May 27, 2011

FREE Class: Managing Your Child's ADHD

June 25th, 10am-12pm at my office
485 Wildwood Parkway, Suite 1, Ballwin 63011
Map and directions can be found HERE

The class will offer specific strategies you can use at home to help your child be more organized and more focused. A list of local resources will also be provided. The information shared will be applicable to children ages 4-10.

Class is free but you do need to register by sending an email to

Include your name, how many will be attending and a phone number.

Space is limited to the first ten who respond. This class is for parents only. No childcare will be provided.

May 25, 2011

How to Manage Sibling Fights

Siblings are going to squabble. "Mom, she hit me!" "He called me dumb!" "I just know he's thinking about touching me!" What's a parent to do?

Here are some of the reasons why sibling squabble and what you can do about it:

*They might be tired, hungry or bored. Maybe they need a snack, a break or something different to do.

*Maybe they're trying to get your attention. Are you busy cooking dinner, doing laundry and checking your email and not paying enough attention to them? Stop what you're doing for ten minutes and give them your full, undivided attention.

*If your kids are arguing and no one is getting hurt can you ignore it? Stay calm and wait to see if they can resolve the issue themselves. If not, then intervene. If they are able to find a solution tell them you noticed and that you're proud of them for working it out.

*If you have to separate them give them a chance to cool down. Let each one tell his or her side of the story. Then ask them what they can do about it. Don't take sides. It they can't come up with a solution offer suggestions. Use this as an opportunity to teach them how to make deals with one another.

*Teach your children how to play with one another. Show a younger child how to ask his older sister, "Would you play with me?"

*Provide different activities that kids of different ages can do together. Play dough and blocks are good examples. Teach them how to trade toys instead of grabbing what they want.

*Don't compare your children. That's one big reason why siblings fight with one another. Refrain from saying things like, "Why can't you be more like your brother?" or "Your sister doesn't have any problems with getting her homework finished."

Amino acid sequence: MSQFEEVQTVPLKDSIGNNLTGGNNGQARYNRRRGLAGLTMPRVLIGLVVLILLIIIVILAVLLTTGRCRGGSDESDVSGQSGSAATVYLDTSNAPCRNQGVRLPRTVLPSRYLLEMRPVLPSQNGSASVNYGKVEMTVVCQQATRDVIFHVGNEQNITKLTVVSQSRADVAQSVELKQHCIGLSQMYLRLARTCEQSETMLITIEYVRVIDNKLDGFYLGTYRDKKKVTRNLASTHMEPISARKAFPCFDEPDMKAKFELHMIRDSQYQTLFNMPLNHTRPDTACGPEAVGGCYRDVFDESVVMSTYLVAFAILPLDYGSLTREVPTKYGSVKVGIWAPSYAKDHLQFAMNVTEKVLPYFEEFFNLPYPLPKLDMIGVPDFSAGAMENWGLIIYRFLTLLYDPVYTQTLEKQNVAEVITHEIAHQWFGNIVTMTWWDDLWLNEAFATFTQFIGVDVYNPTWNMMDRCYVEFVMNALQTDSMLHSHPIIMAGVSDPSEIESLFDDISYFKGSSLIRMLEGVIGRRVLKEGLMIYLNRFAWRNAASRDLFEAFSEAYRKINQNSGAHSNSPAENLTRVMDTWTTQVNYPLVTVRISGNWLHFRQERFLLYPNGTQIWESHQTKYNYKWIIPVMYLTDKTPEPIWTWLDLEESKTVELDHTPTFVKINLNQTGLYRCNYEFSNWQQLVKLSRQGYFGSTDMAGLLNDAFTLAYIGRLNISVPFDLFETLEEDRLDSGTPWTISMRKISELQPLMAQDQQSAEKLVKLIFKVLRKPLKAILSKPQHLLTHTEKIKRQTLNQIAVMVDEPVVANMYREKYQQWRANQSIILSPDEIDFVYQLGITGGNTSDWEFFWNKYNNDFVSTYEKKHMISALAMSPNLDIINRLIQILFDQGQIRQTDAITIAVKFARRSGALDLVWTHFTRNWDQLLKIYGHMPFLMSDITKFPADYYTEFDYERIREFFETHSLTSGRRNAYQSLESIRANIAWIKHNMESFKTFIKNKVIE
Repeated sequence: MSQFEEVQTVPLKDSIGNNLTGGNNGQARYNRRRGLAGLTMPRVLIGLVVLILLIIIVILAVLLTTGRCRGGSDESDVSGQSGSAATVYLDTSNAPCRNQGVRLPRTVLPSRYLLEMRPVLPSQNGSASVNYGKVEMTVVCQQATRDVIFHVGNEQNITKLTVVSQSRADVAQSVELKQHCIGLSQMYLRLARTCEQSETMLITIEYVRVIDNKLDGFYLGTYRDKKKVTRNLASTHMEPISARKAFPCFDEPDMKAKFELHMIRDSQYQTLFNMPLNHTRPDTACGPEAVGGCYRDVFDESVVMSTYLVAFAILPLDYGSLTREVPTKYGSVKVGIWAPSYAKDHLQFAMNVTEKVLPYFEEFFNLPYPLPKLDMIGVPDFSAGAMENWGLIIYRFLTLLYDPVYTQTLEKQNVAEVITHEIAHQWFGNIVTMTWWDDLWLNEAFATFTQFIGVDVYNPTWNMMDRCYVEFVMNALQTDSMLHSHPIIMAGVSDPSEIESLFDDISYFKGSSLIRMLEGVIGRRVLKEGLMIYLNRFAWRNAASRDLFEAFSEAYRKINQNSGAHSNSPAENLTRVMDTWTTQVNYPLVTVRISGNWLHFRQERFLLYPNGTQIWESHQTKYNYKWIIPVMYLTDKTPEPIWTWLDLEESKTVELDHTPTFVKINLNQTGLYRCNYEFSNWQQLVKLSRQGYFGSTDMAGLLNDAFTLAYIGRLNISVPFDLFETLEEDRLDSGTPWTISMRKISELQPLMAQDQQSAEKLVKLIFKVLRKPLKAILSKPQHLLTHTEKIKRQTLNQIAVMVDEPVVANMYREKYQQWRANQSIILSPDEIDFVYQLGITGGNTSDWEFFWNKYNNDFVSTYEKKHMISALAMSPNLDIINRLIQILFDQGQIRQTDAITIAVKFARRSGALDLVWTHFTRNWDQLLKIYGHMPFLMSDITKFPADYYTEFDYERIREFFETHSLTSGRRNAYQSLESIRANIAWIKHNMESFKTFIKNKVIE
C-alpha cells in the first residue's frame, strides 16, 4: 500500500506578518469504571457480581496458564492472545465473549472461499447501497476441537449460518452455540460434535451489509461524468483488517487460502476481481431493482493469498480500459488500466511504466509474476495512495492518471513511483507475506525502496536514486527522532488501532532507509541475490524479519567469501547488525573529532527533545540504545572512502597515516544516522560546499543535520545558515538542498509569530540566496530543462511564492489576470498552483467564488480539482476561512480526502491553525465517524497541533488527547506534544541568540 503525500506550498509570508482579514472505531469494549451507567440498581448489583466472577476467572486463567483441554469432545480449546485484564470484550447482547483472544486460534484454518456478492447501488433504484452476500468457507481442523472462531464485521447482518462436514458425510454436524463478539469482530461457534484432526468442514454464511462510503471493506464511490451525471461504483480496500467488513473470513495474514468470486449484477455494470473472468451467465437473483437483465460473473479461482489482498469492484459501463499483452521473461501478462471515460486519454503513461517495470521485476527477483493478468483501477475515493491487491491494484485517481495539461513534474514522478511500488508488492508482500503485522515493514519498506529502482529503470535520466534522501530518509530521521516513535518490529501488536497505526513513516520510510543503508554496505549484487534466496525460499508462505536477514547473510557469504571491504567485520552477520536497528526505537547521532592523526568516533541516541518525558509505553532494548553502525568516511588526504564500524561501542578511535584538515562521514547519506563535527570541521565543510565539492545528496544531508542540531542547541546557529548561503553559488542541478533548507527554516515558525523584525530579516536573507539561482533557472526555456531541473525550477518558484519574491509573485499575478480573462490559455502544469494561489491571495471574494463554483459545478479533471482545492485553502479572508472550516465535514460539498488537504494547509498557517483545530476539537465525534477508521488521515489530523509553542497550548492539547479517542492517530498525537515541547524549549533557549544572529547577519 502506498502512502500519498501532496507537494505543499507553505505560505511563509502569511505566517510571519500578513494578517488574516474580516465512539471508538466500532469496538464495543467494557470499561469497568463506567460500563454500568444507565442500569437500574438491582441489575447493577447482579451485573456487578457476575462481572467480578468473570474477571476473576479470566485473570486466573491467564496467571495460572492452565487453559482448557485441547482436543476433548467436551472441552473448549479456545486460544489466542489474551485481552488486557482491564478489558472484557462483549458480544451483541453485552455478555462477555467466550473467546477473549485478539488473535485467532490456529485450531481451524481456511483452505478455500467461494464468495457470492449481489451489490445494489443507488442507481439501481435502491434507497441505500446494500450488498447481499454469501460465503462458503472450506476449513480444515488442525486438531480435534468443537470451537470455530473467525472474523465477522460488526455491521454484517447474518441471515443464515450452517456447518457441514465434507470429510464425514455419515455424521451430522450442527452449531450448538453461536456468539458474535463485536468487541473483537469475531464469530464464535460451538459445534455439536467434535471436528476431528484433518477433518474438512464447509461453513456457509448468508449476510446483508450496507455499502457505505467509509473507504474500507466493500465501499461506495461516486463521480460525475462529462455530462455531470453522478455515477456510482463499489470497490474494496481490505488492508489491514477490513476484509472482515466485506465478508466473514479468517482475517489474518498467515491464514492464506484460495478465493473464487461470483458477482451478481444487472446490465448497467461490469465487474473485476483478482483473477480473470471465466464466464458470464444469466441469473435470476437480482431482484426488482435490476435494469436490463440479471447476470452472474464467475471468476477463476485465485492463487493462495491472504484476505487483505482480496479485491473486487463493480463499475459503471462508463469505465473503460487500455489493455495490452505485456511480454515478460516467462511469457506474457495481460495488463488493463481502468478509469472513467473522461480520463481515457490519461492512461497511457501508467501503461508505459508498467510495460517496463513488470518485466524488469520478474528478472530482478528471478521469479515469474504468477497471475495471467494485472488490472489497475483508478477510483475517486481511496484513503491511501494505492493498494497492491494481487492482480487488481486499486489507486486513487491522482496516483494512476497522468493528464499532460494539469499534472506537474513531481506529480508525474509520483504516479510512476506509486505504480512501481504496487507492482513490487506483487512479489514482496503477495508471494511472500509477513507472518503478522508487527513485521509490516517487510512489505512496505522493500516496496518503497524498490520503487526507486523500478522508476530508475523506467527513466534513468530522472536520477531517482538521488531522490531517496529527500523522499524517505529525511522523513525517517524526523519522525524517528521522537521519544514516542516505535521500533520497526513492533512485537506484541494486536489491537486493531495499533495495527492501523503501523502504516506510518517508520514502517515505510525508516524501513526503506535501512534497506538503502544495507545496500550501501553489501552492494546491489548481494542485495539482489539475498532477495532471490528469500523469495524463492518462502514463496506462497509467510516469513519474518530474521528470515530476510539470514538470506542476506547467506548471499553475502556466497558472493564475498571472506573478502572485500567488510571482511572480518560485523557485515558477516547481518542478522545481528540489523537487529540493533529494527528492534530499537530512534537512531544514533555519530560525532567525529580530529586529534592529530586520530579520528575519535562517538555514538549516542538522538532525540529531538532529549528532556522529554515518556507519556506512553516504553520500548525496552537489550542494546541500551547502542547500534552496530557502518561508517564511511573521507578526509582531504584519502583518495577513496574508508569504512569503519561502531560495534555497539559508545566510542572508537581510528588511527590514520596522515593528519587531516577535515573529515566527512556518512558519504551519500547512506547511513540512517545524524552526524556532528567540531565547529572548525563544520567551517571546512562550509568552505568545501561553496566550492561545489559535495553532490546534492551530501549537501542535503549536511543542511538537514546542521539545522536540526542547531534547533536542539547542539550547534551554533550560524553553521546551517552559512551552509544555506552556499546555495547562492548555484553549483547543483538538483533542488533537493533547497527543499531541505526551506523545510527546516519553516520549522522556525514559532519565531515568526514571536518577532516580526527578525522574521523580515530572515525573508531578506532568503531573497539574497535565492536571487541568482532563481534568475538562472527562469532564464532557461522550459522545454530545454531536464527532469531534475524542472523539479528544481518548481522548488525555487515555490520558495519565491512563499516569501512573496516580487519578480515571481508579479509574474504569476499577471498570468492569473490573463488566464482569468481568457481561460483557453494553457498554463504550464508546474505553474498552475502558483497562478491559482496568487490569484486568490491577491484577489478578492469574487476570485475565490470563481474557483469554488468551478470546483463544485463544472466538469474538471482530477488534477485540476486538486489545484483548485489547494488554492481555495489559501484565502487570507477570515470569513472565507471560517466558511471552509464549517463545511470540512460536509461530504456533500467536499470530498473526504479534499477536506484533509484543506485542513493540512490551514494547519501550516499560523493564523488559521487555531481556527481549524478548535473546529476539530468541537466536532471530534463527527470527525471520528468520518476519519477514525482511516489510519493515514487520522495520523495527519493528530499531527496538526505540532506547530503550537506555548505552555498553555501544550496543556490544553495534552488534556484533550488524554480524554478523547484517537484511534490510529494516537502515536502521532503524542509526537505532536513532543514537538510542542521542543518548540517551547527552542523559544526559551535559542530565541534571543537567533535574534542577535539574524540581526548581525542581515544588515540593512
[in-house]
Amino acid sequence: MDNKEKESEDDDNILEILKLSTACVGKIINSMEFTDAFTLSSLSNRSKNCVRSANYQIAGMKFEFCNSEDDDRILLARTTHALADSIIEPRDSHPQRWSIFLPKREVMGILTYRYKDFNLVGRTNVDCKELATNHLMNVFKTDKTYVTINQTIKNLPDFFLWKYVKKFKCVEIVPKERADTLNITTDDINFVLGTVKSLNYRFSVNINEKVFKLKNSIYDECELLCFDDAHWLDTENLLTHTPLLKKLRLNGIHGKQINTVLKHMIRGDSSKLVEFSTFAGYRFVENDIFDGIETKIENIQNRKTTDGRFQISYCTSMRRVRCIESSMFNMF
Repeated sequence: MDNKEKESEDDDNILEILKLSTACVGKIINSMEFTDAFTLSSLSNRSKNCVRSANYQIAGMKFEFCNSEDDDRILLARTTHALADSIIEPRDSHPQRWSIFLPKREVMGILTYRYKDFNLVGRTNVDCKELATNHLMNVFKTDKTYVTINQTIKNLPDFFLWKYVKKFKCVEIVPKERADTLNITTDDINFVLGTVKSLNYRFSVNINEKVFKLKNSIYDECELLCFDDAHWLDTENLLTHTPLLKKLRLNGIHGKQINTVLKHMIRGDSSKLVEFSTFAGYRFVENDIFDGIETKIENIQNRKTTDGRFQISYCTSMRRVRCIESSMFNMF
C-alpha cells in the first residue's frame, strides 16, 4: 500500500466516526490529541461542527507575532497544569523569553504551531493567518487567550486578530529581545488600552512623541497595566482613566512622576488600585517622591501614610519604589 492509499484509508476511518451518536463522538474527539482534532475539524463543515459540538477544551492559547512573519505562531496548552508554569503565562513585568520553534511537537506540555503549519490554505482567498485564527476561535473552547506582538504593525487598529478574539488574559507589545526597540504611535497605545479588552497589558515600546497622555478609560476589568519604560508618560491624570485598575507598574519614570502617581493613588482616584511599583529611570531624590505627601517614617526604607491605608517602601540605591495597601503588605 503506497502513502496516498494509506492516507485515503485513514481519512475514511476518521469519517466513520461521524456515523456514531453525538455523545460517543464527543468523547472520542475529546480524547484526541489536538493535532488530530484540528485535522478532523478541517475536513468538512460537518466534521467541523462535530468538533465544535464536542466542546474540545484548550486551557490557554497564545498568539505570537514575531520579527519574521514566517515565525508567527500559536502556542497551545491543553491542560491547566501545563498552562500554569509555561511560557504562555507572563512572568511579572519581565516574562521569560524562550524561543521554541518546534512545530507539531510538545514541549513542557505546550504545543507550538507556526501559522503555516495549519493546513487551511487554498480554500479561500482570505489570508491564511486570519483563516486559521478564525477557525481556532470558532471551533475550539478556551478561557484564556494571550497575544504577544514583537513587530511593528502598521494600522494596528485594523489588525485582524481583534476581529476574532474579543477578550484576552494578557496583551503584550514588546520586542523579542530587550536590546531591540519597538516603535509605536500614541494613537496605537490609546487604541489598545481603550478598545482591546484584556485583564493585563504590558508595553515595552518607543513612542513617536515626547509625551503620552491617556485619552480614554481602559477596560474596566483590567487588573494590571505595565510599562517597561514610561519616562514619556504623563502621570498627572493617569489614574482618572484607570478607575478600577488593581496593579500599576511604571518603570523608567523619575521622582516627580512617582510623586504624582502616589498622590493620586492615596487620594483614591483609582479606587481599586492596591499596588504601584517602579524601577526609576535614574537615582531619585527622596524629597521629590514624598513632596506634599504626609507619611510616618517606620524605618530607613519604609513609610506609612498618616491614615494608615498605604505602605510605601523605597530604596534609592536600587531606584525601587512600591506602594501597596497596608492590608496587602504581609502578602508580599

*Treat your children fairly not equally.

*Be a coach not a referee.

May 3, 2011

Use Your Words!

Your child is angry because his sister came into his room. He throws a toy at her and you respond with, "Use your words!" What was the result? Did he shift gears and go into a verbal explanation of what he needed or why he was upset? Probably not and it's probably because he didn't know what words you wanted him to use.

As parents we're quick to tell our children, "Use your words" but we've probably not taken the time to teach them exactly what words we want them to use. Sometimes it's a matter of modeling those words for your child. Think about what your child sees when you're upset. Does she see you throwing something or yelling or does she hear you using your words? Put your own emotions into words and your child will pick up on what words you want him to use.

Find opportunities to work with your child to find the right words to describe emotions and how to communicate those emotions. Trace around a gingerbread cookie cutter. Have your child color in parts of the person that represent where we feel emotions. For example, when we're sad our heart may feel blue. When feeling angry our face might look and feel red hot. Point out how other people are feeling. Use characters in books or TV shows.

If your child has siblings use their interactions to teach what words to use. For example, when your son hits his little sister because she knocked down his block tower, tell him what you want to hear. Say, "It really made you mad when she knocked that tower down but you can't hit your sister. You need to tell her that it makes you angry." Have your child repeat the words so he will grow used to what it is he needs to say.

In order to teach your children how to use their words you need to be specific about what you want your children to say. You need to model the exact words repeatedly and find ways for your child to practice using them.